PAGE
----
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A disposable camera for nearly $50?! Talk about daylight robbery...

Ricoh 35mm point and shoot
(Image credit: Azfan Nugi on Unsplash)

I first started buying disposable cameras because they were a cheap and safe alternative to taking my compact digital camera to festivals and on holiday. I love the aesthetic of film and the excitement you get when you collect them from being developed, but in recent years the cost of disposable cameras has skyrocketed.

Last week I was in Snappy Snaps and was absolutely shocked at the price of disposable cameras. Since I own a semi-automatic film camera (as well as Nikon FM2 (opens in new tab), a Canon AE-1 (opens in new tab) and an Instax Mini 11 (opens in new tab)) it’s been years since I bought one but I said I'd pick one up for a friend. 

• Read more: 5 reasons you should buy a film camera over a disposable (opens in new tab)

The cheapest color film disposable with a flash was almost £20 – and that’s before you’ve paid for developing costs. But it gets worse. Amazon UK was selling a Kodak underwater disposable for a whopping £48. Now that to me is daylight robbery. Surely no one in their right mind would spend that much...

If you shoot a lot with disposable cameras there are lots of reasons you should really just invest in a cheap 35mm semi-automatic. There are plenty of vintage and modern cameras to choose from including ones that you can zoom with. If you have a look on eBay, you can pick up a decent one for around £20 - £30, but if you get lucky in a charity shop I’ve seen them for as little as a fiver.

Admittedly the film is still pretty expensive, and like disposable cameras, the cost of it has shot up in the last couple of years. This is partly due to it becoming so popular again and partly because there have been serious supply issues due to the covid pandemic. However, if you invest in a decent 35mm point and shoot, chances are you'll waste fewer shots and your images will be better quality.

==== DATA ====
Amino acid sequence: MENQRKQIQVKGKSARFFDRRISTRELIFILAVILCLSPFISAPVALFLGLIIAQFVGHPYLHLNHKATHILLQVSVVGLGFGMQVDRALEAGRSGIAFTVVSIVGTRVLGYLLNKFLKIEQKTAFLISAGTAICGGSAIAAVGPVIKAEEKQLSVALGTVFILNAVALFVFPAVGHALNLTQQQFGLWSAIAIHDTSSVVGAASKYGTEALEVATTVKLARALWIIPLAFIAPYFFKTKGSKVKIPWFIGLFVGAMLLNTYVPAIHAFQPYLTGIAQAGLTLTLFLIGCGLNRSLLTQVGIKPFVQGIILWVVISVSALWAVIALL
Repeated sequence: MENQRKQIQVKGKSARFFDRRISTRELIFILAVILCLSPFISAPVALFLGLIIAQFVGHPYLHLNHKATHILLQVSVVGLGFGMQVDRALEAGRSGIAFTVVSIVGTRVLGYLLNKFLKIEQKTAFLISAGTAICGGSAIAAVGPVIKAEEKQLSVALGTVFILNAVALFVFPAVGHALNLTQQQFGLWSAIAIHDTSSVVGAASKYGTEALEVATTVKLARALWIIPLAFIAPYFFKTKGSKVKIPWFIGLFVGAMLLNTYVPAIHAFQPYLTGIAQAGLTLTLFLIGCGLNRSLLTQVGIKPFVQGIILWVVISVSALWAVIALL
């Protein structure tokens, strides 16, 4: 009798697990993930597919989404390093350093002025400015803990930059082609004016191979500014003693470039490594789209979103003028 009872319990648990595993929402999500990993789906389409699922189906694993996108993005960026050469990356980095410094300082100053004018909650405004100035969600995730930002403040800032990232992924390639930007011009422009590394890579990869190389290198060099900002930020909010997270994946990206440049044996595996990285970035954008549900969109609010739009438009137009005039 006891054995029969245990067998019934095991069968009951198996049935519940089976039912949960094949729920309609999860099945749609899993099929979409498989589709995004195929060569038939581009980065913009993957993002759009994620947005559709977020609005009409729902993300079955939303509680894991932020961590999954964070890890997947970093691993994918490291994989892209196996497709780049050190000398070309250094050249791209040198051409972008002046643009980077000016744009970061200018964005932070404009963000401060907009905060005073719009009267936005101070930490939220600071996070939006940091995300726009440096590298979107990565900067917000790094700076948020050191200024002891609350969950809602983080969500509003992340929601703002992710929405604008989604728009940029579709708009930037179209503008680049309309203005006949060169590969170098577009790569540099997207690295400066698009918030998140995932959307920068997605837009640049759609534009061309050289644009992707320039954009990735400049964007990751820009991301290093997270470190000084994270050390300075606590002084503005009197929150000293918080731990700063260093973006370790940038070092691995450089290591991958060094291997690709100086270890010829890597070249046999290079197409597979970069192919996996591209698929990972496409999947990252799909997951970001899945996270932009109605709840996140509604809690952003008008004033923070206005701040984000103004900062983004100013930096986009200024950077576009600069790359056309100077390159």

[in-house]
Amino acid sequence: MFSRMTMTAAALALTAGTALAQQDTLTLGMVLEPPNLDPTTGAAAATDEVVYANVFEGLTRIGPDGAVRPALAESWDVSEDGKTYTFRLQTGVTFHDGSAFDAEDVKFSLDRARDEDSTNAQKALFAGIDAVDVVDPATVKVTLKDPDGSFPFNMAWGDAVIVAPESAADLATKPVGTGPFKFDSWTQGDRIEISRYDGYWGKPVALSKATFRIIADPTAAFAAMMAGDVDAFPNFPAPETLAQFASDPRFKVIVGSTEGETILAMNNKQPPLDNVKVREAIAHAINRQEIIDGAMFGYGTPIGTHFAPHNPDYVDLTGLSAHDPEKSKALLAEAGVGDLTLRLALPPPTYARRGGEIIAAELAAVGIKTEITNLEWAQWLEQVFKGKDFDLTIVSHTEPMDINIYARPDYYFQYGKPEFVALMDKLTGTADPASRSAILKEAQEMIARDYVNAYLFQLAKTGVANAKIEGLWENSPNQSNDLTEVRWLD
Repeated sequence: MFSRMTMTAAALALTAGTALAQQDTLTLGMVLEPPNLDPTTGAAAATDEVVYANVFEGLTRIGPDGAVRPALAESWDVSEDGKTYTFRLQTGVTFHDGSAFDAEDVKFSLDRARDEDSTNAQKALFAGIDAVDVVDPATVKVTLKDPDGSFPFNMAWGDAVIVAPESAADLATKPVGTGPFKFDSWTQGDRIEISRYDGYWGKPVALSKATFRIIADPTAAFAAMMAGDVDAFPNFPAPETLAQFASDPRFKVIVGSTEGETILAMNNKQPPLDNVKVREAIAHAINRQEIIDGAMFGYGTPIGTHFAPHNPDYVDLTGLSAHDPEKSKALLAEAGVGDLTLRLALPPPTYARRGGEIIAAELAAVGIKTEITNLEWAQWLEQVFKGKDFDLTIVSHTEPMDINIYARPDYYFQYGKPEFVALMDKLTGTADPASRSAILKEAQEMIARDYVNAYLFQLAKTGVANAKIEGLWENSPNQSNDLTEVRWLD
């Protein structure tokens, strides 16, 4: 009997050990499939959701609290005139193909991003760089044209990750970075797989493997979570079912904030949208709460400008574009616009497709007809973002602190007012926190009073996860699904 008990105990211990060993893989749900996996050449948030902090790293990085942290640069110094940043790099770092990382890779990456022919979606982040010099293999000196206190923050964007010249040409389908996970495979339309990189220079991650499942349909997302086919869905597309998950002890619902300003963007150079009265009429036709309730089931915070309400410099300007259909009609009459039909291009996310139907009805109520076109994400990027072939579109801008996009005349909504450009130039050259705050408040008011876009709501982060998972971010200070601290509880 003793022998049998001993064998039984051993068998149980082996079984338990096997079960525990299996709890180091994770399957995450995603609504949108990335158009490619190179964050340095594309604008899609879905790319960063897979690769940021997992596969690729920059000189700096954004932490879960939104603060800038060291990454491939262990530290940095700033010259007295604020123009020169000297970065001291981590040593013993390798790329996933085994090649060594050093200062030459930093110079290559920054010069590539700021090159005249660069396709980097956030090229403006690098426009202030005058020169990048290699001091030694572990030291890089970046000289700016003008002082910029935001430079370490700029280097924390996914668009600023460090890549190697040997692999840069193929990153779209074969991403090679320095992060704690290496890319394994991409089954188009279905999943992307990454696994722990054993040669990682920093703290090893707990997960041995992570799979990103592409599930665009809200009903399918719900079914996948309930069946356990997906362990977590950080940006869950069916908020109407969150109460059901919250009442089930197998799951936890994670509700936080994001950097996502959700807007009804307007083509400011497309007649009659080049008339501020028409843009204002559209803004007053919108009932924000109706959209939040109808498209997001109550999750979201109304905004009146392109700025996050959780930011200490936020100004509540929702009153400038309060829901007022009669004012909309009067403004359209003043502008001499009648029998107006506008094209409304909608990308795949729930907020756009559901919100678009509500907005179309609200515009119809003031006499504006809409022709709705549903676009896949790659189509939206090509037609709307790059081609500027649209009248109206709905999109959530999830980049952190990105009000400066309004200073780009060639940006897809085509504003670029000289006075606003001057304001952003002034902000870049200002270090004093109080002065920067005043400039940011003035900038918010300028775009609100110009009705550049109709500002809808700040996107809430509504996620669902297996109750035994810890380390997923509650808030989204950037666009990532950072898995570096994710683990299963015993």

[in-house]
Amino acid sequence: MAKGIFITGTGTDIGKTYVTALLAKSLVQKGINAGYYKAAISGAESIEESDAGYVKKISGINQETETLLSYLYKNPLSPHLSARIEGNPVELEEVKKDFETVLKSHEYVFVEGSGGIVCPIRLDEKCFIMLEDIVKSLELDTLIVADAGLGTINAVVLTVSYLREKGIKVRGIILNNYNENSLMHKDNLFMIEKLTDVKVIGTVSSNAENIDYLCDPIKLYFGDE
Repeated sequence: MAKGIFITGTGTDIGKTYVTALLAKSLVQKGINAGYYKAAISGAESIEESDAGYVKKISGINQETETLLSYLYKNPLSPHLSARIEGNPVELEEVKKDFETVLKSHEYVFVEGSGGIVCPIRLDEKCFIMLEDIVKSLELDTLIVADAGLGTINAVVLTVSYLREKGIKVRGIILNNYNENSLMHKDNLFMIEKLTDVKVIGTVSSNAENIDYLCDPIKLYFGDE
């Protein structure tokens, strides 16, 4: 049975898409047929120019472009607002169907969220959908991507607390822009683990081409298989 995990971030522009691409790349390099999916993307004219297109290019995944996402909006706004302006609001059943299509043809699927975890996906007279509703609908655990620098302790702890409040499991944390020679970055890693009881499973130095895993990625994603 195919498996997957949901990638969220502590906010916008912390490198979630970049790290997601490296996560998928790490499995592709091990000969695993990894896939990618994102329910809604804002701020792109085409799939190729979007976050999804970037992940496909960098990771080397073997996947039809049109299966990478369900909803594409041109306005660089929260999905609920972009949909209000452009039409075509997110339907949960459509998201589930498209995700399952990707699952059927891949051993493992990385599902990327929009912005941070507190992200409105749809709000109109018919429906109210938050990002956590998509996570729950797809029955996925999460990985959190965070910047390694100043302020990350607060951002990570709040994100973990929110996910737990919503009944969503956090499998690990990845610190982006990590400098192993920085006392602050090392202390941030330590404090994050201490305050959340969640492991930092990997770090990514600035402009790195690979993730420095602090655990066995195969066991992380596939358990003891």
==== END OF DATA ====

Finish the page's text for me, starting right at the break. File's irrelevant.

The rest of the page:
You can still pick up a decent disposable for around £12 if you order online or order in bulk. If you don't mind shooting in black and white you can pick up an Ilford single-use XP2 camera from boots for £10.99 but developing will cost you about the same so overall, you'll still end up spending nearly £1 per shot. 

Despite the cost of film, disposables and development, I will always find the money for it from somewhere. There is something so beautiful about the quality of film you really can't mimic with a digital photo, even if you make a film like preset. 

One of the wonders of the film is that you often forget what pictures you've taken so when you get them back it's a complete surprise and the memories of recent times with friends and family come flooding back. I do feel like the devil's advocate a little because I'm all for spending my money on film, but someone really is having a laugh at a price of £48.

Read more:

Best film cameras (opens in new tab)
Best instant film cameras (opens in new tab)
Best digital instant cameras (opens in new tab)

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Hannah Rooke
Staff Writer

Having studied Journalism and Public Relations at the University of the West of England Hannah developed a love for photography through a module on photojournalism. She specializes in Portrait, Fashion and lifestyle photography but has more recently branched out in the world of stylized product photography. For the last 3 years Hannah has worked at Wex Photo Video as a Senior Sales Assistant using her experience and knowledge of cameras to help people buy the equipment that is right for them. With 5 years experience working with studio lighting, Hannah has run many successful workshops teaching people how to use different lighting setups.